Women’s Health- Dealing with Depression
Depression is a critical mental state of mind that seems to affect more women than men.In our everyday life, we go through many ups and downs. Stressful life events, loneliness and significant periods of change can cause anyone to feel down and depressed. Many times we are able to bounce back, but in some cases bouncing back isn’t as easy as it sounds. A lot of people give little concern to this though, but when found in this situation it can affect the mental and physical state of the individual.
Depression symptoms involve more than just a bad mood or feelings of sadness. The National Institute of Mental Health in the United Stateshas reported that about 12 million women are affected by a depressive disorder each year compared to about 6 million men. Some people describe depression as a black, enveloping cloud that descends into their lives, making everyday activities seem overwhelming and pointless. They may feel sad and hopeless or tense and restless. Depression symptoms vary from person to person. Sleep and appetite are often disturbed. Once a person suffers one depressive episode, they are quite likely to have subsequent episodes. Depression can impact a person’s ability to earn a living, study or maintain important relationships. Dorree Lynn, a psychologist and author of Getting Sane without Going Crazy, says women need a connection with others in their lives. “They need that sustenance,” she added. “If they don’t have it, they tend to get depressed.”
Hormonal changes can sometimes also trigger the condition, particularly after pregnancy (postpartum) or around menopause.
Some risk factors for depression may include:
- A previous depressive episode
- Family history of depression
- History of heart problems
- Serious chronic illness
- Marital problems
- Substance abuse
- Use of drugs that could trigger depression, such as medicines for high blood pressure or seizures
- A stressful life event, such as job loss or death of a loved one
- Diseases that could trigger depression, such as vitamin deficiency and thyroid disease
- Recent serious illness or surgery
- Childhood history of physical or sexual abuse
- Being a worrier or being overly anxious
- Having an eating disorder or an anxiety disorder
To help reduce risk of depression, Lynn also recommended finding a reason to get up in the morning. She says things such as work, love, pets, and volunteering can be good reasons.
“Statistically, the healthiest adults, both in women and men, are people in significant caring relationships,” she says. According to her, adults who are not in nurturing relationships can reduce their risk of depression by making efforts to reach out into the community.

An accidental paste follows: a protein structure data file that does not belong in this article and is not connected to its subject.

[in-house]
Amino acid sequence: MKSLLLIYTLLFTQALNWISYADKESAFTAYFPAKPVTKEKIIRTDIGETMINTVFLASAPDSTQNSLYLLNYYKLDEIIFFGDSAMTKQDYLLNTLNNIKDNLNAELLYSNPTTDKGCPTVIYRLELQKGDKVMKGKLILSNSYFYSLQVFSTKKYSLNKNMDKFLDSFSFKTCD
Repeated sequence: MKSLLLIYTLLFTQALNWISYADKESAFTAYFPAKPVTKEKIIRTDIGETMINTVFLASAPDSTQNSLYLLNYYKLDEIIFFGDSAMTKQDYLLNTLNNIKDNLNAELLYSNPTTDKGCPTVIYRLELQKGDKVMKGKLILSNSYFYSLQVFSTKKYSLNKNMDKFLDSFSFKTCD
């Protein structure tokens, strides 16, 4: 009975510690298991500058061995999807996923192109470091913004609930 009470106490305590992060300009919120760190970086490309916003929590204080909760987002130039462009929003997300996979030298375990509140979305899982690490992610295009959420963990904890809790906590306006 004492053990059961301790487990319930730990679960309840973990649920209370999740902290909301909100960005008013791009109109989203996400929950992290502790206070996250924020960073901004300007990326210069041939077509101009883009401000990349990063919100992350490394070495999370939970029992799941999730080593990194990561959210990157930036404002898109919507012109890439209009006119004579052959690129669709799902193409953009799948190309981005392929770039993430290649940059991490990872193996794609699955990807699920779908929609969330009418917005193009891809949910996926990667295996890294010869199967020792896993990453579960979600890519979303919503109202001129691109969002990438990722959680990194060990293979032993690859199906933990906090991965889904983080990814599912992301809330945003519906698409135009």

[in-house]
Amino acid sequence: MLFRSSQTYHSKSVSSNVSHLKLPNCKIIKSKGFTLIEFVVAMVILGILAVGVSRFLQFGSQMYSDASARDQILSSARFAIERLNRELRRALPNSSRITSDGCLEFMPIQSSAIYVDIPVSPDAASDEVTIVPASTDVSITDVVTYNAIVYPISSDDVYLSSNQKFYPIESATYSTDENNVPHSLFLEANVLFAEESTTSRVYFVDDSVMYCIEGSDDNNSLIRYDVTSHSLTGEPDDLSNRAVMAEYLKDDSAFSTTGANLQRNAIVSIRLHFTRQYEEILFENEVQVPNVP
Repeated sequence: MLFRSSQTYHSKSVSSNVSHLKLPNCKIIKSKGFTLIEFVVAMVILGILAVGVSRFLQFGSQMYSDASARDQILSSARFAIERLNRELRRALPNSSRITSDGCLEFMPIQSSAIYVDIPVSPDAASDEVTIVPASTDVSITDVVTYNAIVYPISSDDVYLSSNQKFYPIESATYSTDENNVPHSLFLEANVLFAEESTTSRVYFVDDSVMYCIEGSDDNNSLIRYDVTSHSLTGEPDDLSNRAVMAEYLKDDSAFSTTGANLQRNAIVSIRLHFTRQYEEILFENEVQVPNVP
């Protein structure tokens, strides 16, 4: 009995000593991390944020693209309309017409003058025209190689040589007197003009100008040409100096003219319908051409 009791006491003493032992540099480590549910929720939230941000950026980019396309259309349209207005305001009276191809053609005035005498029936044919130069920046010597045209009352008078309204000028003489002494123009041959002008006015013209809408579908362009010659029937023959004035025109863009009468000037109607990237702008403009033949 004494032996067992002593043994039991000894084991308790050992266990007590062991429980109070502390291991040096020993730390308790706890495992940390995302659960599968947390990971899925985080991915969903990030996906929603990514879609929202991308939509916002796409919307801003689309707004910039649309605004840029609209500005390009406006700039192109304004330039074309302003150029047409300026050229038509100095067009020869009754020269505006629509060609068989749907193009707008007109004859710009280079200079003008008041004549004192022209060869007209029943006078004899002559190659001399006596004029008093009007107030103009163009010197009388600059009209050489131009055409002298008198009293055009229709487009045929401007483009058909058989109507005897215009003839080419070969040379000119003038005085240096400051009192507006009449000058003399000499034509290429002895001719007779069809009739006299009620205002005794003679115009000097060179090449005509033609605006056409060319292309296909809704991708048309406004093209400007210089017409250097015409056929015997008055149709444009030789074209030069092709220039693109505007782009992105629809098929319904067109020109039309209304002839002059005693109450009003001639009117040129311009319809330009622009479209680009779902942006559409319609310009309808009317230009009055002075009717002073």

Ways to Manage Depression Naturally
Change in Diet: Many dietary changes can help reduce symptoms of depression. Foods that are high in refined sugars, simple carbohydrates (like white cereals and pastries) cause spikes and drops in blood sugar levels. This can lead to rapid mood changes, lower energy levels, and can worsen depressive symptoms. Since we know this, it is then better to avoid those foods that you know can lead to feeling so depressed.
Acupuncture: Research has shown that acupuncture is very effective in relieving depressions in people. When considering acupuncture, remember to go to an experienced and licensed practitioner who has treated patients with depression before. Study further shows that acupuncture has shown a greater reduction in depression symptoms compared topatients only receiving usual care. In acupuncture, a practitioner inserts needles into the skin at points of the body thought to correspond with specific organs. Research says that the needle may activate natural painkiller in the brain. This is mostly done in Asian countries and other parts of the world.
Vitamins:Vitamins, especially B vitamins play a critical role in energy and mood. Vitamin B6 is a cofactor required in synthesizing neurotransmitters like serotonin that are responsible for mood and depression. Bananas and avocados are a great source of this powerful vitamin. You can also discuss taking an additional supplement with your doctor.
Depression should not be seen as a minor health problem. Severe depression can lead to suicide and other health related issues. If depression is affecting your daily life, you areadvised to visit your personal doctor for a detailed evaluation and other treatment options.